Arts Center board split on budget | Arkansas Blog

Tuesday, June 22, 2010

Arts Center board split on budget

Posted By on Tue, Jun 22, 2010 at 4:43 PM

The Board of the Arkansas Arts Center is still struggling with its budget in the aftermath of an Egyptian exhibit that didn't meet financial expectations. Leslie Newell Peacock reports on the board's meeting today, which included a difference of opinion on coming revenues:

The board adopted an interim budget for the 2011 fiscal year, one that will require a review in 60 days to see if income is meeting projections.

At the end of the 60 days, board treasure Mary Ellen Vangilder said Tuesday during a telephone meeting, the Arts Center should have realized one-sixth of its projected development income. If not, she said, “drastic” measures will be required.

The Arts Center ended 2010 some $1.7 million in the red because of a promised donation that was never made good and costs of the “World of the Pharaohs” Egyptian exhibit.

The new $6.4 million budget projects development revenue of $2.55 million, an increase of $1 million over 2010 donor gifts. The gap would be made up with newly generated dollars from exhibition sponsorships, 50th anniversary event proceeds, Tabriz event dollars, money to be raised by the board (some of it in personal pledges), and a $248,000 anonymous education grant already received. The budget also forecasts a rise in earned income through Children’s Theatre ticket sales and memberships and savings in contracted employment. Two members of the board, Chucki Bradbury and Lisa Baxter, voted against the interim budget as too optimistic.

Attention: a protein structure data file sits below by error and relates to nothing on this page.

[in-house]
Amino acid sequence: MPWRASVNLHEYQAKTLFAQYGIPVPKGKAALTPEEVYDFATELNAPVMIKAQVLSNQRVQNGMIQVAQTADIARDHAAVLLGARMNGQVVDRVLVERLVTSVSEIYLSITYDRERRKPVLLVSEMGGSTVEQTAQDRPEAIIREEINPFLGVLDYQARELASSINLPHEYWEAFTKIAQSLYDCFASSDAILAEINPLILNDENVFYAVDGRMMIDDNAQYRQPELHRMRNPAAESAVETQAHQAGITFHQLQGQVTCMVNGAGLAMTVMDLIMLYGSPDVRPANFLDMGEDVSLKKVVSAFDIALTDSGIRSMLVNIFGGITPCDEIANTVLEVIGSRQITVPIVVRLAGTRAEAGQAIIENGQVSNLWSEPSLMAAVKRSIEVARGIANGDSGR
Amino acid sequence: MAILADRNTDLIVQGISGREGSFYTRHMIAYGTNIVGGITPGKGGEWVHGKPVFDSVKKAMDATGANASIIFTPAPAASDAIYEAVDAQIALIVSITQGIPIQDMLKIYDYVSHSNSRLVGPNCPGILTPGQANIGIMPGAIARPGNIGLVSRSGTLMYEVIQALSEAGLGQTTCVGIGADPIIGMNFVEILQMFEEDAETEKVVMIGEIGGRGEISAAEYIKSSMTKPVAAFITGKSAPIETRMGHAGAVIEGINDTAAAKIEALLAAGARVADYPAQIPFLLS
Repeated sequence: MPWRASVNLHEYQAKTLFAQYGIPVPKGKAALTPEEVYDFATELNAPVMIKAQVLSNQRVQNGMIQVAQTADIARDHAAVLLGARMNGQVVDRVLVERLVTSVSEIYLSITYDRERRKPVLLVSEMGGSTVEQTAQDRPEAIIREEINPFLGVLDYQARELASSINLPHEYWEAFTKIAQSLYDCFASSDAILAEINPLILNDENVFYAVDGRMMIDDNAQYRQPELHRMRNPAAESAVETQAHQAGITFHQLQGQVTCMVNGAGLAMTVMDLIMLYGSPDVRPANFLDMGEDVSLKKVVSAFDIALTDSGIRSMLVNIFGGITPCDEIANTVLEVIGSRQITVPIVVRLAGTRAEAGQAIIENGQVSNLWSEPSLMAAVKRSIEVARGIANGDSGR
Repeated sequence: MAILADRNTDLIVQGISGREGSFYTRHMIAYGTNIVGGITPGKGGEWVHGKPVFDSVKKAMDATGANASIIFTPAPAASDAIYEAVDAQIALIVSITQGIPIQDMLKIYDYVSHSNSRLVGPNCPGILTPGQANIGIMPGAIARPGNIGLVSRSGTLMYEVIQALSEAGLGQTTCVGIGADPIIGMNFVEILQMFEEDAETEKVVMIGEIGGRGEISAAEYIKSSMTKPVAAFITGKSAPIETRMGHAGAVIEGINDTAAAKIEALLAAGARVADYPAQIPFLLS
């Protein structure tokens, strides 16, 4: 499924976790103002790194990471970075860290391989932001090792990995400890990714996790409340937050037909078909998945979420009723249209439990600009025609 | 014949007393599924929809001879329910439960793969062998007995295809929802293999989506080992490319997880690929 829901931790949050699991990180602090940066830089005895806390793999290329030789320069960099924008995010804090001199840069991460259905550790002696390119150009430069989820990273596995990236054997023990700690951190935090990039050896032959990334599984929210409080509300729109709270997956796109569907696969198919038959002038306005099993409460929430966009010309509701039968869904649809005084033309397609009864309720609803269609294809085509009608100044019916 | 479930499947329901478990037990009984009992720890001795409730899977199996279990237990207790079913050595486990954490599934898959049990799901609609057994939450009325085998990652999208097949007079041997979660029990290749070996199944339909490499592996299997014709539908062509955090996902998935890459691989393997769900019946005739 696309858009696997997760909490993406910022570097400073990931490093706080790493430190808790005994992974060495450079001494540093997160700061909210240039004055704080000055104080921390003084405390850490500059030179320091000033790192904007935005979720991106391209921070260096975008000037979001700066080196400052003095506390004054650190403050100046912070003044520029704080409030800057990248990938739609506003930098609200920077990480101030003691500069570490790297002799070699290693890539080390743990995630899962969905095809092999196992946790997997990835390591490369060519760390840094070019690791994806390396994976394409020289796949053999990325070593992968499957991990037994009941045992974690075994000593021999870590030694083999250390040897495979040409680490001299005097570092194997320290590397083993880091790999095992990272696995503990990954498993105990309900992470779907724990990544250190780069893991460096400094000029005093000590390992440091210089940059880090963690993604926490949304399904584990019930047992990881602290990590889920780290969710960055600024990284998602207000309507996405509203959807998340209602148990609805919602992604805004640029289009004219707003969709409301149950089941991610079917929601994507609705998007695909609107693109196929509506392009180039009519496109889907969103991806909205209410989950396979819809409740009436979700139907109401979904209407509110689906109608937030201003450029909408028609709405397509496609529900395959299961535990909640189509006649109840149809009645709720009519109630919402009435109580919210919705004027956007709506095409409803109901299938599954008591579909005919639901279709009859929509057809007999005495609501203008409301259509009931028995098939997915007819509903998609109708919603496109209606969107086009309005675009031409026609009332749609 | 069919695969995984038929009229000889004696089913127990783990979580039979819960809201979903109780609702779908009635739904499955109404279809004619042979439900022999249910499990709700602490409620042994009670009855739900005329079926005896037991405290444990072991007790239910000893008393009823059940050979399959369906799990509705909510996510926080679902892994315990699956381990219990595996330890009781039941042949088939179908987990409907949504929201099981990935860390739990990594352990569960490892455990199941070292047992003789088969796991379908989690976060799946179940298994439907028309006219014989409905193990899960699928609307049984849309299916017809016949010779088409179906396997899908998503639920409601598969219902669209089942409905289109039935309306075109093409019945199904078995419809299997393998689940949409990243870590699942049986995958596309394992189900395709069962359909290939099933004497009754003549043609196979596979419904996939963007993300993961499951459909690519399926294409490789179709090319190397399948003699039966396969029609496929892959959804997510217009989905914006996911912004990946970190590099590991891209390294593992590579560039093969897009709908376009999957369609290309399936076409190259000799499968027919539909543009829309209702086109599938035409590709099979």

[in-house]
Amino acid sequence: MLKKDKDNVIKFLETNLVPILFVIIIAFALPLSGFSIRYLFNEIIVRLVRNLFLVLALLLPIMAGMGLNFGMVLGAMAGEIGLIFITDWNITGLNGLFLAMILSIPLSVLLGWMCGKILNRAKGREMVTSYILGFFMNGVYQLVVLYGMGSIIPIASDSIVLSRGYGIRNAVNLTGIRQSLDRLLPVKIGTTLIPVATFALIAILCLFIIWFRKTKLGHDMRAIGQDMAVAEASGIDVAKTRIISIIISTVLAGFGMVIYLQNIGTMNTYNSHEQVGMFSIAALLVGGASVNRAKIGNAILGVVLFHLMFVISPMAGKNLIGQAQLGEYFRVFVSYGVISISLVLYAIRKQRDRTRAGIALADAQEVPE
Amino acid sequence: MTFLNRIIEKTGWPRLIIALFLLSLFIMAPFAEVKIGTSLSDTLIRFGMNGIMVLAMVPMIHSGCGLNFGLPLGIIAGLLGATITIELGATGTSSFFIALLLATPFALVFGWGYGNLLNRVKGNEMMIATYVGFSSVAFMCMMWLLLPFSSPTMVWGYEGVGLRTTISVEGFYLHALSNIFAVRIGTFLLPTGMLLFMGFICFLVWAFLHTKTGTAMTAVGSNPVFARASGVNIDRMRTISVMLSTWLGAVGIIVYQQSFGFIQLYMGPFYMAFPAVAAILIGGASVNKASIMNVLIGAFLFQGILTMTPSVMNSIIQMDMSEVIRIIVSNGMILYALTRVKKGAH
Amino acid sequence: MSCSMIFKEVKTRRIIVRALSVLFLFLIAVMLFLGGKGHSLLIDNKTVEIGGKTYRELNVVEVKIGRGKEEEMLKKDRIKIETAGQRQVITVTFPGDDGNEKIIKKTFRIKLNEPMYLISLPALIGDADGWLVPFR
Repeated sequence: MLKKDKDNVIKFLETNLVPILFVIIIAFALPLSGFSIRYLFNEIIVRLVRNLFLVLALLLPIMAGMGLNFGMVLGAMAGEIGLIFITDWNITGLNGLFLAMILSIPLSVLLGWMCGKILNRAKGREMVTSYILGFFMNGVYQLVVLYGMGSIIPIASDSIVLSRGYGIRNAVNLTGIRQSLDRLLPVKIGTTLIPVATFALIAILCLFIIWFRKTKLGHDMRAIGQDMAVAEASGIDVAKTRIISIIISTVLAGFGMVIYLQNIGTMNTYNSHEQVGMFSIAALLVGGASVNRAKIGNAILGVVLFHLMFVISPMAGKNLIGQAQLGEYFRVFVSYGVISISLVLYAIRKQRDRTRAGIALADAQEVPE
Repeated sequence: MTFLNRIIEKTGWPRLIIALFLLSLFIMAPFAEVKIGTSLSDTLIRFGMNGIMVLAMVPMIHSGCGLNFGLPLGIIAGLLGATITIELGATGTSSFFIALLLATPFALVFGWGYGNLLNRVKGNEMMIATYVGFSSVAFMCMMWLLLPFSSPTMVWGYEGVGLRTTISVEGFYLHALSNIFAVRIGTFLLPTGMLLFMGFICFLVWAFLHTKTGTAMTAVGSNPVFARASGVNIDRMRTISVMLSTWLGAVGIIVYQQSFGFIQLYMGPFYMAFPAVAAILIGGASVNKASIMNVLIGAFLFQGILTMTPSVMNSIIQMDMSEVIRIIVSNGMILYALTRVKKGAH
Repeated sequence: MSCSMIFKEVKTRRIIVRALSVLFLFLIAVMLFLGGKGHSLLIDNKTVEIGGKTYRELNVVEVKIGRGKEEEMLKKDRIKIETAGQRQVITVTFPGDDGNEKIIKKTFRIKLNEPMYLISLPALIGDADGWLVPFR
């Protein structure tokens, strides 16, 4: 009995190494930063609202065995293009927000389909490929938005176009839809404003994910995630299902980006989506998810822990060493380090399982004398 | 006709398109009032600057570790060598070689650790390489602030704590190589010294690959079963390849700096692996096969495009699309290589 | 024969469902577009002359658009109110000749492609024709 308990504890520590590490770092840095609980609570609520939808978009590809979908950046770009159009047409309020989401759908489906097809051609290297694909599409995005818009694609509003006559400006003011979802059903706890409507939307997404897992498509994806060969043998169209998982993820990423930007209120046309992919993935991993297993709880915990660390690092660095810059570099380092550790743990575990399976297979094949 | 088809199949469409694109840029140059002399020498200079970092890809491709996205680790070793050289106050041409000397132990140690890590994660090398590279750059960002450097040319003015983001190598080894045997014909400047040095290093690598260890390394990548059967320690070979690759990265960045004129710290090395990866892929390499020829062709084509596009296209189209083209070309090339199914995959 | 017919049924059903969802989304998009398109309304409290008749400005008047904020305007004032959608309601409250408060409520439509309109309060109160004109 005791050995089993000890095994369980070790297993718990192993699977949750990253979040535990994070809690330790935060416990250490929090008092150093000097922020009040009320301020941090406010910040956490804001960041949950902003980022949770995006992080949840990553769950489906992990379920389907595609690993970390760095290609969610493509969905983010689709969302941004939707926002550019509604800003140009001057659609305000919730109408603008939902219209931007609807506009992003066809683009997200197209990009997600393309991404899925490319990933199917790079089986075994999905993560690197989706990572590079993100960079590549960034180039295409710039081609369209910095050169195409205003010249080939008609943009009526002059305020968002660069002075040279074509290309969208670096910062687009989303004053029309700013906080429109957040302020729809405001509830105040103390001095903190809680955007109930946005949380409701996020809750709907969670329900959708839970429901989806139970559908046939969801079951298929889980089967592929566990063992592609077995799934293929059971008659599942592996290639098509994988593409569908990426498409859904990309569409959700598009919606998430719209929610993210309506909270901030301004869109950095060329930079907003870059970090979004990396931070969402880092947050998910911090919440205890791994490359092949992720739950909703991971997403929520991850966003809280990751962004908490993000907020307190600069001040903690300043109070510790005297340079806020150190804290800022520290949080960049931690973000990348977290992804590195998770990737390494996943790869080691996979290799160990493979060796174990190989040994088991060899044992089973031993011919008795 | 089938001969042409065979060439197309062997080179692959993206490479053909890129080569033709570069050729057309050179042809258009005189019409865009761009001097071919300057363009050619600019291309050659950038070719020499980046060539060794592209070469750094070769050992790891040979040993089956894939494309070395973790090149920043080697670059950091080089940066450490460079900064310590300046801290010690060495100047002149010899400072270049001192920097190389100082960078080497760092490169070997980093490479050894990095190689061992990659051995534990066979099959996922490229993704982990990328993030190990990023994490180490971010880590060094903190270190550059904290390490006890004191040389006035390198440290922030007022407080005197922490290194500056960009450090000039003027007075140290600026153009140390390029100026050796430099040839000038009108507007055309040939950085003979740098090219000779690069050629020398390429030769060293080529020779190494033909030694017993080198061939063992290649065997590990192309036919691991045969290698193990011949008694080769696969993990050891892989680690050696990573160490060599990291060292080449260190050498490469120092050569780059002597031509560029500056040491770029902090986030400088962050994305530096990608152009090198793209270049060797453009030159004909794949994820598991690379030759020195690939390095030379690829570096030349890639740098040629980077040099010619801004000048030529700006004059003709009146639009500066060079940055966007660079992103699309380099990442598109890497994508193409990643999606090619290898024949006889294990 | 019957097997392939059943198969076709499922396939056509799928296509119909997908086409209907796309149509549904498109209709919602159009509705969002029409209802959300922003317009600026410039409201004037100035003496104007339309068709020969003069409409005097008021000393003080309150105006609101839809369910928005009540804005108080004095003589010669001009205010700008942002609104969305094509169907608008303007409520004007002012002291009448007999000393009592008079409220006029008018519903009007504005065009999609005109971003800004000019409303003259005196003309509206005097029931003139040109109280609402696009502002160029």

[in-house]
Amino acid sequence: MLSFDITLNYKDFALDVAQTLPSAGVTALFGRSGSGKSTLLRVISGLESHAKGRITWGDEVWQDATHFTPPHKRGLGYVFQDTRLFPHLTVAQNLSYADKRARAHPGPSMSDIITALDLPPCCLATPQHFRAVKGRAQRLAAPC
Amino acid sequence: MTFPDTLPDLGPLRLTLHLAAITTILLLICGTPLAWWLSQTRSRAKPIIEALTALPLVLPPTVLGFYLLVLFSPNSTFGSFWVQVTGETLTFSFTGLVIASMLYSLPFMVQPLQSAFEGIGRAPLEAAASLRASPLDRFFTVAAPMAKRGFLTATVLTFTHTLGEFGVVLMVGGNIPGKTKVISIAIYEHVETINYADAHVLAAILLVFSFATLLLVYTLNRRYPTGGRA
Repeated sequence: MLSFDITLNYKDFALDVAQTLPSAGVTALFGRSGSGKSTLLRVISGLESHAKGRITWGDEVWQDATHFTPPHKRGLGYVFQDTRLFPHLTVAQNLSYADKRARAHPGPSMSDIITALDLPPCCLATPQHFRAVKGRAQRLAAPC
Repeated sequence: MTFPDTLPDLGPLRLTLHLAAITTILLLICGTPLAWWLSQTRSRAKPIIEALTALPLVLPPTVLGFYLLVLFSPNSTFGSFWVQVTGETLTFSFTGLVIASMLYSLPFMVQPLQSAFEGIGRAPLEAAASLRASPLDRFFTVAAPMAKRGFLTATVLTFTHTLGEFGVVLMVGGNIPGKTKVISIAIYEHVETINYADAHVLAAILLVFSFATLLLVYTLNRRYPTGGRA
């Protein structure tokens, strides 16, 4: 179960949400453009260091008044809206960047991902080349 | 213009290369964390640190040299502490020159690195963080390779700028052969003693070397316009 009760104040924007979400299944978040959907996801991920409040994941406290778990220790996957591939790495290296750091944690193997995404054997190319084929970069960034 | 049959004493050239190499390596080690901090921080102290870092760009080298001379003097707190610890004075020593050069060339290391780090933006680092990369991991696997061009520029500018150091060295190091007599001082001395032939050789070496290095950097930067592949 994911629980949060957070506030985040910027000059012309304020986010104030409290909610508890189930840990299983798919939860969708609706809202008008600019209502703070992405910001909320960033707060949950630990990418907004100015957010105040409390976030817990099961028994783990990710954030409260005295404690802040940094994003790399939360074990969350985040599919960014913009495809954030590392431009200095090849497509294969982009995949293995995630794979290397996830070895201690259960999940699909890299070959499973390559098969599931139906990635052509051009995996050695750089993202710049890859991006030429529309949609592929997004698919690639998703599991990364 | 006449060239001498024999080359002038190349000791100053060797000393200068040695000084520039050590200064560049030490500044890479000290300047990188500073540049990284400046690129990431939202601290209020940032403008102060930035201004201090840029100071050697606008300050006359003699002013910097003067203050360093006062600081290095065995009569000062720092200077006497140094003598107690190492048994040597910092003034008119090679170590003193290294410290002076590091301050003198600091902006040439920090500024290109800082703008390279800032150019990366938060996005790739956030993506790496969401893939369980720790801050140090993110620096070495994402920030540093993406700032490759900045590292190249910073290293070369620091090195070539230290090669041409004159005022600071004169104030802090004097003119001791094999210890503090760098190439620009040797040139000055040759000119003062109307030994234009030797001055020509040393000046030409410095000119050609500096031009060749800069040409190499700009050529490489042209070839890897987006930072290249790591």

Laine Harber, the deputy director for operations, said the budget included “maniacal expense control” and that new ways to save on costs like utilities and contract employees were under review.

The budget includes a $205,000 $195,000 payment to the Arts Center Foundation, which it owes $2.2 million. If revenues do not meet projections, the Arts Center may look at reducing or furloughing staff, among other cuts. Board members generally agreed that now was not the time to cut programming.

UPDATE: The budget also includes $100,000 for interest on loans from the Foundation.

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